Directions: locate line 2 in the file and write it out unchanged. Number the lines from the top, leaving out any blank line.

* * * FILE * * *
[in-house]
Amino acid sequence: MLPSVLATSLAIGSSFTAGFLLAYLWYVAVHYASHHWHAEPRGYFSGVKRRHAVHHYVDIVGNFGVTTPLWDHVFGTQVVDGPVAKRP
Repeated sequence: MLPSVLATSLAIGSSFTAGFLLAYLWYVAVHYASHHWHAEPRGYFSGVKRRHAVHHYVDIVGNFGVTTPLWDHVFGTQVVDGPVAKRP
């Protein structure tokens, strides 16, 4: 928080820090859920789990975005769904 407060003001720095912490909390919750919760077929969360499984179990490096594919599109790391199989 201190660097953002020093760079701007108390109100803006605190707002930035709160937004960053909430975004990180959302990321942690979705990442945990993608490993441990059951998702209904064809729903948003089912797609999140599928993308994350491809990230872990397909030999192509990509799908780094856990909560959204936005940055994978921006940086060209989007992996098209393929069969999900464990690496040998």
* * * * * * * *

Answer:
Amino acid sequence: MLPSVLATSLAIGSSFTAGFLLAYLWYVAVHYASHHWHAEPRGYFSGVKRRHAVHHYVDIVGNFGVTTPLWDHVFGTQVVDGPVAKRP